All of our work is rooted in coproduction. We take this approach as we know from experience that when people, with different levels of support dependent on their need, design their own solutions, these are invariably more meaningful, sustainable and can often be more economical. In recent years this approach has been termed ‘coproduction’ but at its heart are the principles of good community development work.

As we have developed our practice, we have many examples of coproduced approaches and tools that we often share. These include examples of strategic coproduction where local people are developed and supported as equal partners to bring about changes to policy, systems and staff practice across teams. We also have examples of more individualised coproduction, working with groups of local people, or individual local people to design their own supports and purchase their own packages of care.

Who is this training for?

This training is for anyone who wants to explore how to deliver a personalised and outcome-focussed approach to their work. Whether it’s a board of directors implementing culture change, commissioners wanting to design and shape services, or a service provider/social worker wanting to improve practice and embed an asset-based approach, this training will put people at the heart of what you do.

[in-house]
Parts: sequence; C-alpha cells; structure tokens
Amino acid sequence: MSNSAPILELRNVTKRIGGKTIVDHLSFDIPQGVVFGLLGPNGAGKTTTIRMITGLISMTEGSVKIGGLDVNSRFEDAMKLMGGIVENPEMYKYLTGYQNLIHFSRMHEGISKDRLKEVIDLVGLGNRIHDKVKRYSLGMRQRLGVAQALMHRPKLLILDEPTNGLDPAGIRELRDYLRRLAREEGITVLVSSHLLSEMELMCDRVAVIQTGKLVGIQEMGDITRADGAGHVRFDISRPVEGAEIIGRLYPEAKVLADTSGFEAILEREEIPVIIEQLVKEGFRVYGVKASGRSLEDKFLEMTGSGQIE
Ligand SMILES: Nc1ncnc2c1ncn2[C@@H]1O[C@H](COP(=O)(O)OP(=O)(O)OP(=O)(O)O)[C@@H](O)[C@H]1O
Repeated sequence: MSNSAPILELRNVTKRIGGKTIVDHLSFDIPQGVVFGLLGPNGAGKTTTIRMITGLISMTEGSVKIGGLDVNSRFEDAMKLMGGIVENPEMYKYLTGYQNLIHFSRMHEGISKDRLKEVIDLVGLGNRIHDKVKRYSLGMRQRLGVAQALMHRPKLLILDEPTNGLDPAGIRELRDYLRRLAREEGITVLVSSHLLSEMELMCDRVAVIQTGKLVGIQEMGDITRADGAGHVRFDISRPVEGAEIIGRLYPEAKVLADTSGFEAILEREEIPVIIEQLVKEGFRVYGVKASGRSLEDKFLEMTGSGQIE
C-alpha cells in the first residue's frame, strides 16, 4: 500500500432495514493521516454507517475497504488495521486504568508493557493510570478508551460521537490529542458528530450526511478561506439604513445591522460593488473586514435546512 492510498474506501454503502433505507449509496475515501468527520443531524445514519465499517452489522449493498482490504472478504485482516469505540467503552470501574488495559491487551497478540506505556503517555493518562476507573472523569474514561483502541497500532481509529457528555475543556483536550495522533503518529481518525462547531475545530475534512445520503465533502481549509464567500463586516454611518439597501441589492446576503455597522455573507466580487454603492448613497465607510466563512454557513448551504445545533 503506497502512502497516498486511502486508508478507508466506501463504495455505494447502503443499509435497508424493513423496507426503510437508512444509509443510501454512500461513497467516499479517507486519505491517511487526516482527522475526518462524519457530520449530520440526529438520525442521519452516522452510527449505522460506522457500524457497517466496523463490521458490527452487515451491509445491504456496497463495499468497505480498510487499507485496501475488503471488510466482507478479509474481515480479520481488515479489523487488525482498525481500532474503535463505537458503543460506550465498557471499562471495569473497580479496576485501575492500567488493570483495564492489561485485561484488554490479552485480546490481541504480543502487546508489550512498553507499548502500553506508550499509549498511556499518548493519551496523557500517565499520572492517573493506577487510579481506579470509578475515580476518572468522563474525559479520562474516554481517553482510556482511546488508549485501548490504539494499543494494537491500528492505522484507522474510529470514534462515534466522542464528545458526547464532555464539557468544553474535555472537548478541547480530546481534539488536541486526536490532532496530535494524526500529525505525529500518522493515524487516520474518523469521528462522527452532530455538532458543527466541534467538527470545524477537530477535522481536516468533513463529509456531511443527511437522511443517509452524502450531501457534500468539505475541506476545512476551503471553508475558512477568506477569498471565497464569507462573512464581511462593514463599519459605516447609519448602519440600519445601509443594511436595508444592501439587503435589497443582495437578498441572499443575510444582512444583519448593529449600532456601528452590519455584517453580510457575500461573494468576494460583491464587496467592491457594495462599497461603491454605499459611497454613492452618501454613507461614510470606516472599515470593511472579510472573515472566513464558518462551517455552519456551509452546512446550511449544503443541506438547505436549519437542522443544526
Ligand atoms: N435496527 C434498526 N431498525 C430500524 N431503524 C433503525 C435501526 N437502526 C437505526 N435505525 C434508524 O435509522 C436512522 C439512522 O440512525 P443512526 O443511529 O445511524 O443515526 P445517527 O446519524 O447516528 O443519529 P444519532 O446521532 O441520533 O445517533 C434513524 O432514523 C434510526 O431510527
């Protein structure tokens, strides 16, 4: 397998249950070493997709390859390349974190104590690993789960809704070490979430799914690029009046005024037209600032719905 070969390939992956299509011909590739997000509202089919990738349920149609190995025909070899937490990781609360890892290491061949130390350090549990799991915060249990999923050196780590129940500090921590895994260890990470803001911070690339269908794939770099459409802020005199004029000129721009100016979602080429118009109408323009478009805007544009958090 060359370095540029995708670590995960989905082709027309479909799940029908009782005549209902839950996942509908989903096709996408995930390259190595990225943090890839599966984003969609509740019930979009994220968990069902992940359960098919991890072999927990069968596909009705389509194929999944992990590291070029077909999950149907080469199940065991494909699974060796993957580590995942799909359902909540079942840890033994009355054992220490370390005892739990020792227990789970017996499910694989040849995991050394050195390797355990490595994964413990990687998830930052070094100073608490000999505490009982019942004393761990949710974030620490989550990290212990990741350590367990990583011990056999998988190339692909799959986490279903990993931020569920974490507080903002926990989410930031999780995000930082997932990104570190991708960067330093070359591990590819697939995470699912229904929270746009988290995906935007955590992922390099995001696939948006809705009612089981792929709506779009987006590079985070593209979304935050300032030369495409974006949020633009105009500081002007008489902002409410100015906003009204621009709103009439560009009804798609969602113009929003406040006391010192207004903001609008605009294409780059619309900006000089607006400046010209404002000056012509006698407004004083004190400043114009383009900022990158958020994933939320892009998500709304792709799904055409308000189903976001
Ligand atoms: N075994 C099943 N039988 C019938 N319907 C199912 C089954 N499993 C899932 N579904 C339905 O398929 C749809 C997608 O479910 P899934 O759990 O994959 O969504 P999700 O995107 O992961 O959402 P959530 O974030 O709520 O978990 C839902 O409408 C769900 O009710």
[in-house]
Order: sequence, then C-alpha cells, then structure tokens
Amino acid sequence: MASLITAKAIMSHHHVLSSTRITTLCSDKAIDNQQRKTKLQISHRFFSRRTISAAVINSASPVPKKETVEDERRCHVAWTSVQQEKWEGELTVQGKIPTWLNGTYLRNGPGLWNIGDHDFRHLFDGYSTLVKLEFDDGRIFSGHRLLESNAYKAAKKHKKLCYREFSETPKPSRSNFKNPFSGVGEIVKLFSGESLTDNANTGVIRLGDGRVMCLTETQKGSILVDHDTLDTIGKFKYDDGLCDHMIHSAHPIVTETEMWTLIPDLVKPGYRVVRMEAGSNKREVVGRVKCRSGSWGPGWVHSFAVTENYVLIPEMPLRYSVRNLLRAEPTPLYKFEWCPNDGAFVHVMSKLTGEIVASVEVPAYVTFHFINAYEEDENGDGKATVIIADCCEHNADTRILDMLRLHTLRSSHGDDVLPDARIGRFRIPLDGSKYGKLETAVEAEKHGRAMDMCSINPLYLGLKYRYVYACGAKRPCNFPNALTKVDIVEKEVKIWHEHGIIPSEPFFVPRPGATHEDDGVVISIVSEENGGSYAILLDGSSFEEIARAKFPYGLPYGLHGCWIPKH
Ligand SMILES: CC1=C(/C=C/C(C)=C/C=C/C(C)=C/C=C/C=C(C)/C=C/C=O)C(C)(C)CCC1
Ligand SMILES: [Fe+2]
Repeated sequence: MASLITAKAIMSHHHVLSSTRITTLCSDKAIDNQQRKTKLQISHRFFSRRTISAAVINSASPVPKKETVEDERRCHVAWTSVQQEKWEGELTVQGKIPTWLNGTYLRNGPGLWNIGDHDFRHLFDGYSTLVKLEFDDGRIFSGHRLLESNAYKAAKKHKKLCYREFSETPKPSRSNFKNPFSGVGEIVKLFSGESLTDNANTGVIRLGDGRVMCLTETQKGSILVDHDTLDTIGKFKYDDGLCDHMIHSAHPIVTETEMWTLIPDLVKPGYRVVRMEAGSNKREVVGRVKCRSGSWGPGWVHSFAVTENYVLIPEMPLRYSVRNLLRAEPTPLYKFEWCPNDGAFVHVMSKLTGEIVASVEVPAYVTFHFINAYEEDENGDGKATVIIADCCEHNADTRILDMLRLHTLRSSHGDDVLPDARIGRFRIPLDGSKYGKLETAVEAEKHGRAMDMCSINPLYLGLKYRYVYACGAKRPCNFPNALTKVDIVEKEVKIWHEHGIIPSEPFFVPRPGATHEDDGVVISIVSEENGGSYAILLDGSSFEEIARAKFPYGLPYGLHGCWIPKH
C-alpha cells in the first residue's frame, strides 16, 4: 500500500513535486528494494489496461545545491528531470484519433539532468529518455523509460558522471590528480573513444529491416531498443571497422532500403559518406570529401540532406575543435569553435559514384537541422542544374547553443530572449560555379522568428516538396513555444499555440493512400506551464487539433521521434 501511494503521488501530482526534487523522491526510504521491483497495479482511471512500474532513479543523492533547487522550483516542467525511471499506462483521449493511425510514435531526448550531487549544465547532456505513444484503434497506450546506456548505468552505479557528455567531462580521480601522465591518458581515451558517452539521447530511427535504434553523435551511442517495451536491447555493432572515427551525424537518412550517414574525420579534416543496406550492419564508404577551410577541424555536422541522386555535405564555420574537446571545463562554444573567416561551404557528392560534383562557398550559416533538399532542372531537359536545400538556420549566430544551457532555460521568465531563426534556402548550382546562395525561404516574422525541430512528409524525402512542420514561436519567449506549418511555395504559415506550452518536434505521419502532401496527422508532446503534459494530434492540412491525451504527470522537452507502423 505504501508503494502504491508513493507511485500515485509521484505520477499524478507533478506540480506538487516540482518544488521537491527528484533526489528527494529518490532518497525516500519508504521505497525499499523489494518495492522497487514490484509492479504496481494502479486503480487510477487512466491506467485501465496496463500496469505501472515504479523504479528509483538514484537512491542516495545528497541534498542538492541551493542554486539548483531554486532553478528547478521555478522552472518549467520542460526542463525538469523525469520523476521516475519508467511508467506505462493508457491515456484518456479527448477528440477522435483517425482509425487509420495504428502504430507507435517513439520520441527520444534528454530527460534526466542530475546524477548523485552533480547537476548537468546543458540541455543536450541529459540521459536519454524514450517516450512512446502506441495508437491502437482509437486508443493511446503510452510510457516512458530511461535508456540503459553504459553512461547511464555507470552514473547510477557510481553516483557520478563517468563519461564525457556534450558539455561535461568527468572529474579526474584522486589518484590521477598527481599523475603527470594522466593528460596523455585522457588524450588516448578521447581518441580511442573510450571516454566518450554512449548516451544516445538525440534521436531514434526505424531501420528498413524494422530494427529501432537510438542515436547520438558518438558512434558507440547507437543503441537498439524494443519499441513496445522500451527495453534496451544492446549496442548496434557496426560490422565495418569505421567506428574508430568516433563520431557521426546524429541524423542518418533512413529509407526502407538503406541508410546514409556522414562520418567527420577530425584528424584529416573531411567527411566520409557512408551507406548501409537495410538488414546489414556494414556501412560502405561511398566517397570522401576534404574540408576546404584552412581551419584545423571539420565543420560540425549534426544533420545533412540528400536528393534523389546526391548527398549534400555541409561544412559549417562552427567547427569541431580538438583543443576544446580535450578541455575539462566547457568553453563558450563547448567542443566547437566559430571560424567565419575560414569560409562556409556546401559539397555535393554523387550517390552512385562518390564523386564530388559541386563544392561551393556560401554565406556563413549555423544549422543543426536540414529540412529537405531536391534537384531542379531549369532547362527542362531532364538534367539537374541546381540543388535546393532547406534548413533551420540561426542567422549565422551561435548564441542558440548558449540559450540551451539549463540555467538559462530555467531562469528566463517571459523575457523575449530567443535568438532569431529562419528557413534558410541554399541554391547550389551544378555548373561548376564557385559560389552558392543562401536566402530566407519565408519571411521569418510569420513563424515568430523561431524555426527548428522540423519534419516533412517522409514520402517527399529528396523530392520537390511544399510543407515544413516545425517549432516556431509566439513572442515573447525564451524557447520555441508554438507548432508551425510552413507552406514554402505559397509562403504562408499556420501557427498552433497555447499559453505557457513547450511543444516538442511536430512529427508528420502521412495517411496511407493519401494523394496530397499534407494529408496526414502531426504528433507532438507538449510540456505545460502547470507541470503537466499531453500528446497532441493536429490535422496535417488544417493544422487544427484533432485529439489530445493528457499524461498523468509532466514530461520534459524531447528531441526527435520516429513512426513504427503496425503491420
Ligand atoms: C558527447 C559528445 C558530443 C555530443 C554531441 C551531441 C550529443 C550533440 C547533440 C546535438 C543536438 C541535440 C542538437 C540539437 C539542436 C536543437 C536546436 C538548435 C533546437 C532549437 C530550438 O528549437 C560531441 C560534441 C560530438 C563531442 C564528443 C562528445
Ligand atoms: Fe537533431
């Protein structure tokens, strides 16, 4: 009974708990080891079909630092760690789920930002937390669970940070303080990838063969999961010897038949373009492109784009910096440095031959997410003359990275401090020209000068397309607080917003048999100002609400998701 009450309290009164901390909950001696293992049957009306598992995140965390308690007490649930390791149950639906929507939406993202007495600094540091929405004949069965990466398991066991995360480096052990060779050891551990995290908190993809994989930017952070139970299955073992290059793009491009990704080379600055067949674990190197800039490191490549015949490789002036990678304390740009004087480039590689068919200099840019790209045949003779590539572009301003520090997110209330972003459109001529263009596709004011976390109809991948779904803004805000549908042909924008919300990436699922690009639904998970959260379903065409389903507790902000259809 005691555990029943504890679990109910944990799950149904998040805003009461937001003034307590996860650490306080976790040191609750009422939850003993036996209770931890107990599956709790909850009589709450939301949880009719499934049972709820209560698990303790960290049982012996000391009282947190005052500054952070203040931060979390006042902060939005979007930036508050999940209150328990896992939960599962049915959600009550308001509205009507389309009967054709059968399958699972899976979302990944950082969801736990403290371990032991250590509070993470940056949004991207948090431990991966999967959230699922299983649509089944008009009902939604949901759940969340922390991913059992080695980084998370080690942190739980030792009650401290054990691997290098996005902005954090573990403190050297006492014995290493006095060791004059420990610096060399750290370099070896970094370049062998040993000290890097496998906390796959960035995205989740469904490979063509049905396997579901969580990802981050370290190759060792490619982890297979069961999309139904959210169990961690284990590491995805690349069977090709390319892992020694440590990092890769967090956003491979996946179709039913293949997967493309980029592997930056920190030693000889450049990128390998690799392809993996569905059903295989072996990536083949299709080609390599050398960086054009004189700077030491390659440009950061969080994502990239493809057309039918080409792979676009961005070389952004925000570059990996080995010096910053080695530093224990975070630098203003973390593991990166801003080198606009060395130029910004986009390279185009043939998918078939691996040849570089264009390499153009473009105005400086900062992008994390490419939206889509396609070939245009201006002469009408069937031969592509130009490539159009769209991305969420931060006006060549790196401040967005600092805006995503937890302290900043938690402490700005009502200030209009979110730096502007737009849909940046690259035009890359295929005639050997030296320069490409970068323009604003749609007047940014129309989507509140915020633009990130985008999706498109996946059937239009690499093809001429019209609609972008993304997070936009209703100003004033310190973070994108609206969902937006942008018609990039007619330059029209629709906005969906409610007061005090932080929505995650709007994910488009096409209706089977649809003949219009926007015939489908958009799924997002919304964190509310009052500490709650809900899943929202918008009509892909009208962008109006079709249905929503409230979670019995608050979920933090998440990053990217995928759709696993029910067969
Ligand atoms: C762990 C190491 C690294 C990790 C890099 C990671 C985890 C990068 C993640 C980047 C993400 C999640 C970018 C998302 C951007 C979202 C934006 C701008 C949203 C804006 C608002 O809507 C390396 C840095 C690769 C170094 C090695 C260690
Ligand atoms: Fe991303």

Learning outcomes:
  • understand what coproduction is and isn’t and examine some basic approaches and tools to embed coproduction into your work.

  • understand the importance of positive relationships and the means by which these can be established and maintained.

  • recognise some of the barriers and challenges to working in coproduction and potential solutions.

  • identify good practice examples to debate and learn from.

  • understand and facilitate coproduction at both an individual and strategic level.

  • reflect and think creatively on personal working practices and those of colleagues that need developing.

  • explore how coproduction can lead to improved outcomes for the people that you work with.

Why is this training important?

Coproduction is underpinned by a power shift that sees disabled people and people with lived experience of mental health difficulties as equal partners.

It is a key element of legislation such as The Care Act and Children and Families Act, both in relation to work with individuals and at a strategic level.

Find out about our other training programmes in our brochure.